Letter to the Editor:

Re: Support against discriminatory language and actions

Heart starts racing. Arms are shaking. I feel my face starting to go red. And all because of having to say a few measly words in class.

Almost every class I am in requires participation in class as a part of the grade. Which means that my marks will probably go slightly down because of that. There’s no reason behind why it’s such a terrifying thing for me, there could be literally no right answer to the question but I would still be terrified to answer. And I know many people who feel the same way. One person I know told me she felt like she was going to get sick one of the times she had to say something in one of her classes.

On one hand, speaking in class shouldn’t count towards a student’s final grade. It shouldn’t be the difference between an A and a B. There are kids who could get 100 per cent on a test or write an amazing essay, but as soon as they’re put on the spot to say something in class they freeze and can’t get any words out. And because of that, they lose marks.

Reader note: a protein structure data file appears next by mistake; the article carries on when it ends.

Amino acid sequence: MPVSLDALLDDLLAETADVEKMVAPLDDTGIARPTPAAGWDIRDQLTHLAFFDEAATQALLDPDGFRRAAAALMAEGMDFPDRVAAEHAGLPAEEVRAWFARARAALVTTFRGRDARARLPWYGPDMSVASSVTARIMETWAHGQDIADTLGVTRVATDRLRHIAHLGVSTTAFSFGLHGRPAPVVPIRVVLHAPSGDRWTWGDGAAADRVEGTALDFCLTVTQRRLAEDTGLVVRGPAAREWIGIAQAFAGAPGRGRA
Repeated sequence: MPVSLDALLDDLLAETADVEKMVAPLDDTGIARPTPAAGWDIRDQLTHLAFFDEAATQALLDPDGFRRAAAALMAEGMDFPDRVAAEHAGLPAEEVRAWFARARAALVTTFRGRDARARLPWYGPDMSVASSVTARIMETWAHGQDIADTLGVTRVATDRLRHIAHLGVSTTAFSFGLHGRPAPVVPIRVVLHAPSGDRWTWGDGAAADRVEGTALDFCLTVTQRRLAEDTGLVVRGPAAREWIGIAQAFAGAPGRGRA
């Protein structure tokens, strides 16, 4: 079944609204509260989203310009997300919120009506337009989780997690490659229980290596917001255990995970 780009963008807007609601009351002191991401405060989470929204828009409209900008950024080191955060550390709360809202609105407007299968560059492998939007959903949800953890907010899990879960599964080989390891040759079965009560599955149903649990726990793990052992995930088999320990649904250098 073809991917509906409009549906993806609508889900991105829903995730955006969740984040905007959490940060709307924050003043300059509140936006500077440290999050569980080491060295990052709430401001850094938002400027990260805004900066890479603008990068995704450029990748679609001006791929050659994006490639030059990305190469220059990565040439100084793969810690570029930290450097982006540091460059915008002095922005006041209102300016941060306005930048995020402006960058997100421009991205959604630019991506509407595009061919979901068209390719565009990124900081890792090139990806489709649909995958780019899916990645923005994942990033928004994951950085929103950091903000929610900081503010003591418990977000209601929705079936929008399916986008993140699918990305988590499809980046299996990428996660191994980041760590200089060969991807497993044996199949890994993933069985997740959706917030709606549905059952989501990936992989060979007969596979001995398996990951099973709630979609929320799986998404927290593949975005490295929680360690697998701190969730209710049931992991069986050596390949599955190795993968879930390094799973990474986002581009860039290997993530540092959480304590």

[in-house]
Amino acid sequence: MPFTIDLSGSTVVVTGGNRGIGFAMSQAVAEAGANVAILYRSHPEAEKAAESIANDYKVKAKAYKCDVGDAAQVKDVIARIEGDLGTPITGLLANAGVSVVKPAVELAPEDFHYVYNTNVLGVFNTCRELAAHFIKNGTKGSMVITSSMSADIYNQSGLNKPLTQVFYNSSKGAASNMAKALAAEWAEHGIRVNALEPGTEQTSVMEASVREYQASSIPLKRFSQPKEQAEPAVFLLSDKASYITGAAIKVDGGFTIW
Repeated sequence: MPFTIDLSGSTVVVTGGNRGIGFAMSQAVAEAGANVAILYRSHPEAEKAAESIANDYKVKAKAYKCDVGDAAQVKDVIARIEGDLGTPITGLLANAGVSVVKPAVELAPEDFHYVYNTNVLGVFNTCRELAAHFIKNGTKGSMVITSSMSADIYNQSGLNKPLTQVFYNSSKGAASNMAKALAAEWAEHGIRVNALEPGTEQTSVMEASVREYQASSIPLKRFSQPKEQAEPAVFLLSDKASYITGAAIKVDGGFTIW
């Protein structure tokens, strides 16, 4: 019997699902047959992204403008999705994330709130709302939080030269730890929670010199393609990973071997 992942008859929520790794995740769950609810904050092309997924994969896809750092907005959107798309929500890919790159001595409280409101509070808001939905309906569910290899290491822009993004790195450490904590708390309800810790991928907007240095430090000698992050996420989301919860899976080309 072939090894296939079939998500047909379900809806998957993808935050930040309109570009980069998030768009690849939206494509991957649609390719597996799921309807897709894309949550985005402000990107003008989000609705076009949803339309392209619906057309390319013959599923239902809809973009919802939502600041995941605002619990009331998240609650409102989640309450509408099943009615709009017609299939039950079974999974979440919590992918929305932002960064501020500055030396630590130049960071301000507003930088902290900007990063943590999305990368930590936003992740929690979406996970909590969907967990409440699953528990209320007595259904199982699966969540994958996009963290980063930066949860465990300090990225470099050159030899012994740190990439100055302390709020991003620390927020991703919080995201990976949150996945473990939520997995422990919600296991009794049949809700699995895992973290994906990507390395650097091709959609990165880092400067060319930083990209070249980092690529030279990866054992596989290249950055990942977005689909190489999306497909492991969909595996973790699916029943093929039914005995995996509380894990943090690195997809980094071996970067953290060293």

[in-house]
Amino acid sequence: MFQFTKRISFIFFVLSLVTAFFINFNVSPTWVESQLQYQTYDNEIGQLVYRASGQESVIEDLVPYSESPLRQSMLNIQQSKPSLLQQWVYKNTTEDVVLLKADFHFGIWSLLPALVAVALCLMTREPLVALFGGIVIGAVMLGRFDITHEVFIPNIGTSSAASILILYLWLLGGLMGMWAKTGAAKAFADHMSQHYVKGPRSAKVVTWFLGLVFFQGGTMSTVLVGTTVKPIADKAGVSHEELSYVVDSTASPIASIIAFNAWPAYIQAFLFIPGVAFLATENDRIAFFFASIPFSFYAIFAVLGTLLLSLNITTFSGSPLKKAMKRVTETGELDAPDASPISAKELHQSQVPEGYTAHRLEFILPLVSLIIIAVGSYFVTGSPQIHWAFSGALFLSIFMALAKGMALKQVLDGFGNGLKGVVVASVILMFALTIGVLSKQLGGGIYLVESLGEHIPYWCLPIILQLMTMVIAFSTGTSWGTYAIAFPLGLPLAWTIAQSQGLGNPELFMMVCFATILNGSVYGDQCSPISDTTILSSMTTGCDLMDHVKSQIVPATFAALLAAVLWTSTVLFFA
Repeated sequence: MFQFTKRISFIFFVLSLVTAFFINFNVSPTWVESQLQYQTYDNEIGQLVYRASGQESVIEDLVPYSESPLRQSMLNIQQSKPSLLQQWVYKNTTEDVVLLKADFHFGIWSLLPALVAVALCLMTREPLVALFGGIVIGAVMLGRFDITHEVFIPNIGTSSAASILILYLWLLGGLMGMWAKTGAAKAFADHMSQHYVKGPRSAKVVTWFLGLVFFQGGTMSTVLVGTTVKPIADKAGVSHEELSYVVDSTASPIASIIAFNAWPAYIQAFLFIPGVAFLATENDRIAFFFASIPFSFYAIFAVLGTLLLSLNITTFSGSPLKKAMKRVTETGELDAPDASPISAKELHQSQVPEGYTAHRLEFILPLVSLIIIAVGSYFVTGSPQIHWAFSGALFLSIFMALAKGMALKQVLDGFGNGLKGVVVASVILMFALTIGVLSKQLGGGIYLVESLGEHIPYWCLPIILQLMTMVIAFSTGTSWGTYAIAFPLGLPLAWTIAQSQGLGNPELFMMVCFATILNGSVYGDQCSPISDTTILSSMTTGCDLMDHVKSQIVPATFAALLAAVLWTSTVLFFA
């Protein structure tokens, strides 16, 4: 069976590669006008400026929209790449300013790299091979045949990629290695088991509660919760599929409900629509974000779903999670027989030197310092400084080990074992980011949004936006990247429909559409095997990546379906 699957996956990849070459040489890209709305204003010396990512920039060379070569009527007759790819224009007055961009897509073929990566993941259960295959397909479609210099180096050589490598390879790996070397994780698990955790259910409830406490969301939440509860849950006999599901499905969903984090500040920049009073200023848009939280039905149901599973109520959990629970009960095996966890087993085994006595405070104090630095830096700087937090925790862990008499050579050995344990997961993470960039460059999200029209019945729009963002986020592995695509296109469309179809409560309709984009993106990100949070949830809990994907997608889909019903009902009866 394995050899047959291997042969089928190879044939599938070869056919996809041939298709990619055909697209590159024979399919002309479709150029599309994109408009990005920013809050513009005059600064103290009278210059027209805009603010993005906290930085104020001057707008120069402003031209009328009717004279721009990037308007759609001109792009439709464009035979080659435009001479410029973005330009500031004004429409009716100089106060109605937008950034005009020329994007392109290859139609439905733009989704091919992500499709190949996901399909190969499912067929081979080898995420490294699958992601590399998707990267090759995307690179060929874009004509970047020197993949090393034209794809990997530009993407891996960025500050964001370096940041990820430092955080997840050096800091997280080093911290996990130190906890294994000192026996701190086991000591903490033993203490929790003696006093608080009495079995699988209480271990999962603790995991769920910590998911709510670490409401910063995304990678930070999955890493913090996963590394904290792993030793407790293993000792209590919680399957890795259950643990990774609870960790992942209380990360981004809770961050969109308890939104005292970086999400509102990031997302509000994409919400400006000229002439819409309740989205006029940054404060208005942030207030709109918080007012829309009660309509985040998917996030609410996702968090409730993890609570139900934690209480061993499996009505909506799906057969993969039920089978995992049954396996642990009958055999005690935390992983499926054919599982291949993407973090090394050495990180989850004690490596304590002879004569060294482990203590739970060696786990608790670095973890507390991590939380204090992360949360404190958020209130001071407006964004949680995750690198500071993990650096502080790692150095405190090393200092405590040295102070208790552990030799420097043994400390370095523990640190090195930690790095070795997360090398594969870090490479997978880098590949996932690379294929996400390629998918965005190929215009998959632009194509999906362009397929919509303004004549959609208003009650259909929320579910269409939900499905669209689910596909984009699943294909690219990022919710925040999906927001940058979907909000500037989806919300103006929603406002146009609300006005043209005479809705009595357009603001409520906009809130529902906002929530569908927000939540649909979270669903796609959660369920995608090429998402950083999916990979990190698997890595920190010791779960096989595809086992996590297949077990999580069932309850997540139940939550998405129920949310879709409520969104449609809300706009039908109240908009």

There’s obviously another side to this though, the teachers have reasoning behind why they require participation, I asked Richard Amante, a teacher here at Thompson Rivers University a few questions on why he has participated in class count towards a students grade:

Why do you have participation in class counting towards a student’s final grade?

Amante: “I believe that one key factor of the learning process is the interaction with other students and the exchange of ideas. We are all learners and instructors. The more of those interactions the students have, the more knowledge they acquire.”

What about students participating in class is important to you?

Amante: “Because I want students to learn. From my experience, students that come to all classes, have more interactions, and pay attention to have better grades.”

Do you have any further comments about student participation in class?

Amante: “When students realize how important knowledge is to their future, they will be more engaging and we will not have to require presence anymore.”

Amante makes some good points about participation, the main one being how having those conversations in class seems to help students learn more. Which is a very fair and valid point.

A student who isn’t uncomfortable speaking in class agrees with the point that participation shouldn’t be for grades said something that seems to be the perfect compromise, and the perfect final point for this: “I think speaking out in class should be encouraged, but it shouldn’t be something that affects a student’s final grade.”